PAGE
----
A new film looks like it'll be just as compelling as you'd expect zombies and cowboys to be, though you may have to watch Schindler's List for a pick-me-up afterwards.
if Undead Nightmare proved anything, it was that zombies and cowboys were a winning match. A new movie is seeking to capitalize on this formula by pitting zombies against people with a post-Civil War America as the film's backdrop. Based on the railer, it looks like it could be pretty excellent.
The film takes place in a pretty desolate America, one that still seems broken from the events of the Civil War. It's also interesting because it seems less focused making survivors escape from overwhelming undead hordes and more interested in making showing how the characters deal with the emotional toll that both the war and ensuing zombie apocalypse has dealt. According to the summary on YouTube:
How does a man deal with the loss of everything meaningful in his life, and the loss of mankind's humanity amongst chaos and despair? Set in 1870's Tennessee, Exit Humanity is the legend of Edward Young's horrific and dramatic journey through an unexplainable outbreak of the walking dead to lay to rest the most important thing in his life, his son's ashes. The bleak post-Civil War era backdrop highlights the severe divide that the United States was facing, the disasters that arise when man tries to play God, and the true loss of hope that so many felt during this period in history.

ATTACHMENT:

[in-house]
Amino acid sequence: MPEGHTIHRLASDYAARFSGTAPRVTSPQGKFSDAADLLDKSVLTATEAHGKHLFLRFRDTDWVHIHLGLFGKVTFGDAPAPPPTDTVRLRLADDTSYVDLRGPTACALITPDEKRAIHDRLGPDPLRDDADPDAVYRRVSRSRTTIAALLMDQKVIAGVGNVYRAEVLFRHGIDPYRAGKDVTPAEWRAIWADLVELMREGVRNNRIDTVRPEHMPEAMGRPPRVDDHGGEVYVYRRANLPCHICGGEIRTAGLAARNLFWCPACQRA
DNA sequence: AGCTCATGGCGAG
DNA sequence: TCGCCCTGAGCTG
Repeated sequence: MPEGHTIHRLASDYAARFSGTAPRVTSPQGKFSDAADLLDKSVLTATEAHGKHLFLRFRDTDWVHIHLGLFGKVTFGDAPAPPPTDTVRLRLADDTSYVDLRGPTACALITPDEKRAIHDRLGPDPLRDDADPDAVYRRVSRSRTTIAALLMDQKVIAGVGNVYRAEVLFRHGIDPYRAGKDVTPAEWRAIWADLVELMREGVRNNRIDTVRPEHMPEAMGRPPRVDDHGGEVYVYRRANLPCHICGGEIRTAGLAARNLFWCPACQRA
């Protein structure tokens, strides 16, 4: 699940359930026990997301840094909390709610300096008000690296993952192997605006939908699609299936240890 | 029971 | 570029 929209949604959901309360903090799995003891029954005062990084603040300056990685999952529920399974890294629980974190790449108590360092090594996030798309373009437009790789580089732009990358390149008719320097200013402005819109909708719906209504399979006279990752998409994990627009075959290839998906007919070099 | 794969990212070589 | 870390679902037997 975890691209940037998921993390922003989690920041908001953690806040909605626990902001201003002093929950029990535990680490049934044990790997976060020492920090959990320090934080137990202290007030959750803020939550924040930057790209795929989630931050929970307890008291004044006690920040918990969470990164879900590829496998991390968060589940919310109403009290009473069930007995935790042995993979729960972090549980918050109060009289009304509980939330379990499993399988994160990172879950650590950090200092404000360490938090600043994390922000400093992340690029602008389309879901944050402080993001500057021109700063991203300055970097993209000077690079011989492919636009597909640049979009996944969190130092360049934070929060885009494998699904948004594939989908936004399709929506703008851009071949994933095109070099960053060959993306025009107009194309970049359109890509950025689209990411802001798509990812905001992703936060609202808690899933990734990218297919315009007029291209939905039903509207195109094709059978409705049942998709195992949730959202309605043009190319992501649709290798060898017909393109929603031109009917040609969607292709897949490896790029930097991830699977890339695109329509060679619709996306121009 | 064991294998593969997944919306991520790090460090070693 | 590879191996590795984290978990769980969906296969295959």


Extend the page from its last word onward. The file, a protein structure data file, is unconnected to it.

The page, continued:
Exit Humanity blends live action and classical animation to explore how when in situations of severe horror, we must find hope through the very fears that drive us. Starring horror icons Bill Moseley (Devil's Rejects, House of 1000 Corpses), Dee Wallace (E.T., Cujo), Stephen McHattie (The Watchmen [SIC], 300), introducing new horror hero Mark Gibson, and Narrated by Brian Cox (Braveheart, The Bourne Identity), Exit Humanity is a zombie saga that tells the tale of the ultimate battle of good vs. evil.
The animated bits are taken from Edward young's journal, which apparently serves to frame events. These illustrations were done by artist Snezhan Bodurov.
So far, the concept is certainly interesting, and the trailer looks good (the illustrated journal entries are especially stylish). Not only that, but there's some pretty stellar talent involved with this project, which is pretty promising. No word yet on when this film is set to come out, not to mention whether or not it'll receive a theatrical release.